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Martin Laplante

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Fri, 18 May 2007

More on Which is Greener, Houses or Apartments?

A follow-up to the previous post. Apparently, the fact that high-rise apartment buildings consume more energy than houses has been known for a long time. For instance, here is a table (my bolding) from "Multi-Unit Residential Building, Energy & Peak Demand Study" By Paul Myors, EnergyAustralia, with Rachel O'Leary and Rob Helstroom, NSW Department of Planning in ENERGY NEWS Vol 23 No. 4, December 2005.

TOTAL ANNUAL GREENHOUSE GAS EMISSIONS BY DWELLING TYPE.

Building typeANNUAL GREENHOUSE EMISSIONS
per dwelling (tonnes CO2/dwelling/year)per person (tonnes CO2/person/year)
High-Rise10.45.4
Mid-Rise7.33.8
Low-Rise6.53.4
Townhouse + Villas5.12.1
Detached9.02.9
AVERAGE8.04.1

A person in a high-rise building consumes nearly 3 times as much energy as one living in a townhouse. This particular survey was based on utility billing data, plus building and unit audits, plus some whole of building load profiles with on-site logging equipment.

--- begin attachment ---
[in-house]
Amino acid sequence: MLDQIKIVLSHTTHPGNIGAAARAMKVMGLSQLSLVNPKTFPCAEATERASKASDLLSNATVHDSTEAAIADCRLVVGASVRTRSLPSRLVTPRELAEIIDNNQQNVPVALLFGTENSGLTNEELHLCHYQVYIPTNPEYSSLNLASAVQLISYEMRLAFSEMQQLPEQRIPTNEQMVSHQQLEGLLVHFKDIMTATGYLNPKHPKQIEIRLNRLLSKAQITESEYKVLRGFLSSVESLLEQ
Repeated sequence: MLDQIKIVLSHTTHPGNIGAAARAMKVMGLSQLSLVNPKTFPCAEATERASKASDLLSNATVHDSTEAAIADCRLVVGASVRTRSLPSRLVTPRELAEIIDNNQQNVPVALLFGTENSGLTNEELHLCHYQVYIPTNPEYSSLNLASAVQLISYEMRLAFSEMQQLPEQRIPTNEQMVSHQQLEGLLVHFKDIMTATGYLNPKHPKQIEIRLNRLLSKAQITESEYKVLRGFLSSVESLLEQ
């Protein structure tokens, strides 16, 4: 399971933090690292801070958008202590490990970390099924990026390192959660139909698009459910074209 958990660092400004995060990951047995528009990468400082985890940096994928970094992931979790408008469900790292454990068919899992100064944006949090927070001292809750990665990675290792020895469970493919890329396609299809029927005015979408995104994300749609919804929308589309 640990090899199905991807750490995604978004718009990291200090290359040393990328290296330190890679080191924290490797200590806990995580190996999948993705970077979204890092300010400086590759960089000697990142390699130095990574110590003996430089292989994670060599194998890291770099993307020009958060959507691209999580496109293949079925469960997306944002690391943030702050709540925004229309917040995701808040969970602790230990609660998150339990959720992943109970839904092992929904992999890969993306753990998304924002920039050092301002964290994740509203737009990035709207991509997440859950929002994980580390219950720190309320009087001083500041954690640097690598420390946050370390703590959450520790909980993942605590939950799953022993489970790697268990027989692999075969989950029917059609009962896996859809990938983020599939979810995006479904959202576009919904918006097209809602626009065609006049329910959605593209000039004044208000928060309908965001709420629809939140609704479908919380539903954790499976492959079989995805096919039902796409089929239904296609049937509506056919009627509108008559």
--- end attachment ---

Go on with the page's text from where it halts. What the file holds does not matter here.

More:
Several CMHC reports going back for decades also wonder at this finding. CMHC is surprised and blames air leaks. Australians blame a penchant for long showers. But none of these can account for such a large difference. Some say that apartment dwellers lack concern for the environment, either because they are convinced that apartment living is already inherently more efficient, or because they are less invested in their community, while others still find something inherently wrong with sealed buildings that can not take advantage of natural air or light and where so much of the energy use seems outside the control of the individual.

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